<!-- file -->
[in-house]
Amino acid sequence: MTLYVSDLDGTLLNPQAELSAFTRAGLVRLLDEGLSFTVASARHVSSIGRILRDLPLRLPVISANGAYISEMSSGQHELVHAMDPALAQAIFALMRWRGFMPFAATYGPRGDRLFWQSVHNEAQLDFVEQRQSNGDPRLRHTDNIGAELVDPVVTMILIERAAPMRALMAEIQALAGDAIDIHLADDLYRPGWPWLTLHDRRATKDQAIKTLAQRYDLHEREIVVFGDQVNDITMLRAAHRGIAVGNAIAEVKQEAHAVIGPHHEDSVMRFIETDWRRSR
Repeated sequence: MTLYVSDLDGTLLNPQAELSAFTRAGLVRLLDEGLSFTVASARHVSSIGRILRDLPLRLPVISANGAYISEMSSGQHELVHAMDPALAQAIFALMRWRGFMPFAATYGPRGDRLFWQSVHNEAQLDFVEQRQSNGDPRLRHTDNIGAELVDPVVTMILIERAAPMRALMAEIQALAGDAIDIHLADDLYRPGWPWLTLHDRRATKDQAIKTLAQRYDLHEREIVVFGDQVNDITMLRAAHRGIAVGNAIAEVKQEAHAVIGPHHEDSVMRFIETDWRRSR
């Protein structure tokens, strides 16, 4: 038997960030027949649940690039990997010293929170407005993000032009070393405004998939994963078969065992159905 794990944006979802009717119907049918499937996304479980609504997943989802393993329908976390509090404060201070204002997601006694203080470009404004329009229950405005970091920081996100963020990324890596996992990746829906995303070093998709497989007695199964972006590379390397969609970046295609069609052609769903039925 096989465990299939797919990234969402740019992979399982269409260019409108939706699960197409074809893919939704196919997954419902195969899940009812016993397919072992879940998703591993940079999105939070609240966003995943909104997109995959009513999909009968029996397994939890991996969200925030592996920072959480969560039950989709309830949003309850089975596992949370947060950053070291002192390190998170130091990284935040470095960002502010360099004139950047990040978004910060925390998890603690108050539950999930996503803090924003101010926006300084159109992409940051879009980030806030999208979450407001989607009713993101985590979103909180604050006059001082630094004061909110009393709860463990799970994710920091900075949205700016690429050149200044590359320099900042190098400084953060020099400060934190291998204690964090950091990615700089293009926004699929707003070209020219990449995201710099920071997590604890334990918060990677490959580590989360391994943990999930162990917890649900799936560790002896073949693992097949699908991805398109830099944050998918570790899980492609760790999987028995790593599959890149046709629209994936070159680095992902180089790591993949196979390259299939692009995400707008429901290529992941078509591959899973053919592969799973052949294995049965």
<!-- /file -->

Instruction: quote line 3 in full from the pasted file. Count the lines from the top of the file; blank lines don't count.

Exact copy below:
Repeated sequence: MTLYVSDLDGTLLNPQAELSAFTRAGLVRLLDEGLSFTVASARHVSSIGRILRDLPLRLPVISANGAYISEMSSGQHELVHAMDPALAQAIFALMRWRGFMPFAATYGPRGDRLFWQSVHNEAQLDFVEQRQSNGDPRLRHTDNIGAELVDPVVTMILIERAAPMRALMAEIQALAGDAIDIHLADDLYRPGWPWLTLHDRRATKDQAIKTLAQRYDLHEREIVVFGDQVNDITMLRAAHRGIAVGNAIAEVKQEAHAVIGPHHEDSVMRFIETDWRRSR